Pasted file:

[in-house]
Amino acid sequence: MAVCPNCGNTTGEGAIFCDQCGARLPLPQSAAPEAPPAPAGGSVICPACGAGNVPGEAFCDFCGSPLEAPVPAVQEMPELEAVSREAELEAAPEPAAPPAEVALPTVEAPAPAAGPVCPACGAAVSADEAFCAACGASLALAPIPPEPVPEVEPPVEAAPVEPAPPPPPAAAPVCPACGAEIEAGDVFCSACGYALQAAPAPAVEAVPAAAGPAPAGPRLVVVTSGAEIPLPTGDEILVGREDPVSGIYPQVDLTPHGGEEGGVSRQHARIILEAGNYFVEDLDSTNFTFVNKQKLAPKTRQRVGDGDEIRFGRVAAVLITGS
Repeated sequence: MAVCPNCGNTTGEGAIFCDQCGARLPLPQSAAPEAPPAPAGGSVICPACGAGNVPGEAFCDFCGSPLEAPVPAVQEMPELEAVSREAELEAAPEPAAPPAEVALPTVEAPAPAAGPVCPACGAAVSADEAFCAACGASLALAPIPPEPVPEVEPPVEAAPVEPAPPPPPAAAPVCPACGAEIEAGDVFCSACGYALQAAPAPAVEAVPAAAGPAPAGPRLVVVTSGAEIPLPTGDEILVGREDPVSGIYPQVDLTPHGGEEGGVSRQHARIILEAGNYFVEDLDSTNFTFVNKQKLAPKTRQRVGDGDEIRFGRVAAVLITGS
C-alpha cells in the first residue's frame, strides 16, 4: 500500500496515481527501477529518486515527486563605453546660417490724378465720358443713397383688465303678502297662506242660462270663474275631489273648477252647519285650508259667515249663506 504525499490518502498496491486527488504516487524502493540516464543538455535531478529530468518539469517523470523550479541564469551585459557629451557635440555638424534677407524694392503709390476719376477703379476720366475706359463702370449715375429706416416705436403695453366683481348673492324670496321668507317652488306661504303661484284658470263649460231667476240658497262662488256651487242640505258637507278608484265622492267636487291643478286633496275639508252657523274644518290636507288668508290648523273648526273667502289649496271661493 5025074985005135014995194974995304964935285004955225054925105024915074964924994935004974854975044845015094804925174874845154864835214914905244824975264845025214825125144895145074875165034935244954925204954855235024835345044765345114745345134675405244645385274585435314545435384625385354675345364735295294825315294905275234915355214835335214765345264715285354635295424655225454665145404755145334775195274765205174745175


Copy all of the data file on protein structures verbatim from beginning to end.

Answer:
[in-house]
Amino acid sequence: MAVCPNCGNTTGEGAIFCDQCGARLPLPQSAAPEAPPAPAGGSVICPACGAGNVPGEAFCDFCGSPLEAPVPAVQEMPELEAVSREAELEAAPEPAAPPAEVALPTVEAPAPAAGPVCPACGAAVSADEAFCAACGASLALAPIPPEPVPEVEPPVEAAPVEPAPPPPPAAAPVCPACGAEIEAGDVFCSACGYALQAAPAPAVEAVPAAAGPAPAGPRLVVVTSGAEIPLPTGDEILVGREDPVSGIYPQVDLTPHGGEEGGVSRQHARIILEAGNYFVEDLDSTNFTFVNKQKLAPKTRQRVGDGDEIRFGRVAAVLITGS
Repeated sequence: MAVCPNCGNTTGEGAIFCDQCGARLPLPQSAAPEAPPAPAGGSVICPACGAGNVPGEAFCDFCGSPLEAPVPAVQEMPELEAVSREAELEAAPEPAAPPAEVALPTVEAPAPAAGPVCPACGAAVSADEAFCAACGASLALAPIPPEPVPEVEPPVEAAPVEPAPPPPPAAAPVCPACGAEIEAGDVFCSACGYALQAAPAPAVEAVPAAAGPAPAGPRLVVVTSGAEIPLPTGDEILVGREDPVSGIYPQVDLTPHGGEEGGVSRQHARIILEAGNYFVEDLDSTNFTFVNKQKLAPKTRQRVGDGDEIRFGRVAAVLITGS
C-alpha cells in the first residue's frame, strides 16, 4: 500500500496515481527501477529518486515527486563605453546660417490724378465720358443713397383688465303678502297662506242660462270663474275631489273648477252647519285650508259667515249663506 504525499490518502498496491486527488504516487524502493540516464543538455535531478529530468518539469517523470523550479541564469551585459557629451557635440555638424534677407524694392503709390476719376477703379476720366475706359463702370449715375429706416416705436403695453366683481348673492324670496321668507317652488306661504303661484284658470263649460231667476240658497262662488256651487242640505258637507278608484265622492267636487291643478286633496275639508252657523274644518290636507288668508290648523273648526273667502289649496271661493 5025074985005135014995194974995304964935285004955225054925105024915074964924994935004974854975044845015094804925174874845154864835214914905244824975264845025214825125144895145074875165034935244954925204954855235024835345044765345114745345134675405244645385274585435314545435384625385354675345364735295294825315294905275234915355214835335214765345264715285354635295424655225454665145404755145334775195274765205174745175